>
        > From "The Many Faces of Love" by Joan Malek.
        >
        > A nice example of how change occurs and of course, the power of love :)
        >
        > Cheers,
        > Jenny Skulski
        > Vancouver, BC
        >
        > --- In Kresy-Siberia@yahoogroups.com <mailto:Kresy-Siberia%40yahoogroups.com> , "Vincent Geffroy" <geffroy@...> wrote:
        > >
        > >
        > > ----- Original Message -----
        > > From: Julie Sheppard
        > > To: Kresy-Siberia@yahoogroups.com <mailto:Kresy-Siberia%40yahoogroups.com>
        > > Sent: Tuesday, September 20, 2011 12:49 AM
        > > Subject: Re: [Kresy-Siberia] Strony O Wolyn and reply to Karen from Cape Town and info on the name Nikiel
        > >
        > >
        > > Karen, I think you summed up well the 'British' attitude to foreigners. It was just a point in time that Poles after WW2 were subjected to it and it may have seemed directed towards them then, as they were the current wave of 'foreigners' to the UK. Ironically, there isn't really a true 'Britishness' anyway, as Britain's history is one totally dominated by invasions and tribes warring with each other and various immigrant populations seeking refuge throughout the ages. Much of what we all associate as typically British, be it companies, traditions, food even, are largely the result of immigrants importing them. I thoroughly recommend the book 'Bloody Foreigners' by Robert Winder. It should be part of the school curriculum in the UK. Very well researched and covers reasonably well the polish immigrants' experience and attitudes towards them post WW2. My father and we, as a family, despite being half Polish half Welsh were subject to racist treatment occasionally and the Trade Unions certainly didn't make it easy for my father to find a skilled job in the line of his training. In those days you had to be a union member to be able to work in factories and TUs often didn't allow membership to foreigners. This may have been area or quite locality specific in the UK, I am no expert on the subject. Certainly the Trade Unions in the UK, so playing up on 'Equalities' now, have no history to be proud of with respect to equalities until very recently. This would be a very interesting research topic I think!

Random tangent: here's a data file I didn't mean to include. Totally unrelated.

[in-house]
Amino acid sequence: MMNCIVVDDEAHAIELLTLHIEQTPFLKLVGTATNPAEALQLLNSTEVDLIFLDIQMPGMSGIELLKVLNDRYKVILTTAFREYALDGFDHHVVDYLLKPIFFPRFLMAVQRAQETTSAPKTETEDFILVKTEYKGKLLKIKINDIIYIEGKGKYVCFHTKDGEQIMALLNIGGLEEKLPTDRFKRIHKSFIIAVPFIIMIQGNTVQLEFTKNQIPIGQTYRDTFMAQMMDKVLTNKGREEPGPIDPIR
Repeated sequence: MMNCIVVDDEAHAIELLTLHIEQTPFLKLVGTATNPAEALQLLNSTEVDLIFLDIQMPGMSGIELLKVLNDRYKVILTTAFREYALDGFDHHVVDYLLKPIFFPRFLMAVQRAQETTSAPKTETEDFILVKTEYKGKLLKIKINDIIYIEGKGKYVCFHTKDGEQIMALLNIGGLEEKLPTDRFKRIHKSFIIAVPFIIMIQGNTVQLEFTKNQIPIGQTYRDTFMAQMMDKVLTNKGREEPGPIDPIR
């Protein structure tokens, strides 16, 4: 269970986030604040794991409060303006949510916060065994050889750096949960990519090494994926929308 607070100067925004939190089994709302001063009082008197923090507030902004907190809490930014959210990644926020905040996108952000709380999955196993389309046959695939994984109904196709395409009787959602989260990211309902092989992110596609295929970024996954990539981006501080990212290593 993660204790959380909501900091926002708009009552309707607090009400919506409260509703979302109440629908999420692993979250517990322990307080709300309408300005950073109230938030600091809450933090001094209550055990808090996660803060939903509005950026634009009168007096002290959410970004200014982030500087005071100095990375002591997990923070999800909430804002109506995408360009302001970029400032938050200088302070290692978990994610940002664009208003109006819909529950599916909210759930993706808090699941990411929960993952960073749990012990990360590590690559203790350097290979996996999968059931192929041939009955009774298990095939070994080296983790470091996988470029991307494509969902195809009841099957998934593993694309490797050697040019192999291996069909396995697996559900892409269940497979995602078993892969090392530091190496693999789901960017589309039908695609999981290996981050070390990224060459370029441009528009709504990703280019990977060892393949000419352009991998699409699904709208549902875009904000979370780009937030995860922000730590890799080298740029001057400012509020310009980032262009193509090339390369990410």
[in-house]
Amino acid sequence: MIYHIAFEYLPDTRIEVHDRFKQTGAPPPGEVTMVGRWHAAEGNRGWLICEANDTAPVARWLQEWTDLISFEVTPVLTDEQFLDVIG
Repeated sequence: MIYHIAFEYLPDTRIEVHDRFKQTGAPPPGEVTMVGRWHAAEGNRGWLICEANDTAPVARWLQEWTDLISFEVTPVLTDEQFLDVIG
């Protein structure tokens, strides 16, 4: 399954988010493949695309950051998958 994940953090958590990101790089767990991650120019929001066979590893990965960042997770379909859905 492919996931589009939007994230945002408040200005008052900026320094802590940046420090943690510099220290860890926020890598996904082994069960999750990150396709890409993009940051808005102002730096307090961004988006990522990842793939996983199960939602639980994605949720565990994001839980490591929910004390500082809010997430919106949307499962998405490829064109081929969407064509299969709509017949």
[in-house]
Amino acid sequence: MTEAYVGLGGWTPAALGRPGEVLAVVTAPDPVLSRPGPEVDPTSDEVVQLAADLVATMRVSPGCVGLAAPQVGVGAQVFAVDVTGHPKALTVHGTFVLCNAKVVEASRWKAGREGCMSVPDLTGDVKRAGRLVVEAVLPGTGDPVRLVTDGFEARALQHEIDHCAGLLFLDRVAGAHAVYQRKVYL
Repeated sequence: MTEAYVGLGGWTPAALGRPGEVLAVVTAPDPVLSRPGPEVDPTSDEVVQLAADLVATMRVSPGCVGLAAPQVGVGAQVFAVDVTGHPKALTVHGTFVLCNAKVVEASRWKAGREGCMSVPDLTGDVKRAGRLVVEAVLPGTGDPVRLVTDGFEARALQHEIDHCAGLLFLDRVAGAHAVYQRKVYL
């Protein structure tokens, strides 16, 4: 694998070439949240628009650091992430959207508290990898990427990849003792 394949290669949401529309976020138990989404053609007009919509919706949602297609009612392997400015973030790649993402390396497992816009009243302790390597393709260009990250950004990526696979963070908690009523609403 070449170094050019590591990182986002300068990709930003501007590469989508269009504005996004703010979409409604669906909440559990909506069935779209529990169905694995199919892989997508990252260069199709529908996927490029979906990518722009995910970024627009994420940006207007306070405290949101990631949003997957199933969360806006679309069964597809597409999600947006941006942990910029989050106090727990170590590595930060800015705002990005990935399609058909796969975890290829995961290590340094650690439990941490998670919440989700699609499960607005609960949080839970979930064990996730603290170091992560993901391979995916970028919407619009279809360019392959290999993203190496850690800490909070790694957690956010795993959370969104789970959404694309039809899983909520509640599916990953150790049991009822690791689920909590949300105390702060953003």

> > On a different topic, I notice your surname of Nikiel and I have seen posts on this name before. I have recently found out that the best man at my parents' wedding was a polish friend of my father named Harry Nickel (according to the marriage certificate). This is obviously an anglicized form of his name, so maybe it was Nikiel? He is on the wedding photo of my parents, so if anyone who has an interest would like to see this, let me know and I can e-mail an attachment of it.
        > > Best regards to the community,
        > > Julie (Jachimiak) Sheppard
        > > Neath
        > > Wales (UK)
        > >
        > >
        > >
        > > ----------------------------------------------------------
        > > From: Vincent Geffroy <geffroy@...>
        > > To: Kresy-Siberia@yahoogroups.com <mailto:Kresy-Siberia%40yahoogroups.com>
        > > Sent: Monday, September 5, 2011 4:33 PM
        > > Subject: Re: [Kresy-Siberia] Strony O Wolyn
        > >
        > >
        > >
        > > 
        > > Hi Barbara
        > >
        > > My late father stayed on in England after he left the Polish navy in 1948. I do not know if he was given any other options at the time. He did not take advantage of the 'window period' to return to Poland after the war, as he was the sole survivor of his family & did not know what to expect when he got back to his homeland. Rumours were rife about the conditions at the time & Poles had genuine fears & reservations. Friends who did have family to return to opted to go, but promised to advise my father what it was like. No written letters ever arrived, only photos depicting very serious, even scared, expressions. That was all my father needed to convince him to stay. He had experienced life under the Soviets in Siberia & was certainly not going to willingly subject himself to that again. He then met my English mother & the rest is history, as you say. Yes, at the beginning, there was a certain amount of fear & suspicion from the British public, but I think it was not necessarily levelled only at Poles. It was rather a general xenophobic fear of anything that was not British. I think he was quite happy to live in a democratic country where he enjoyed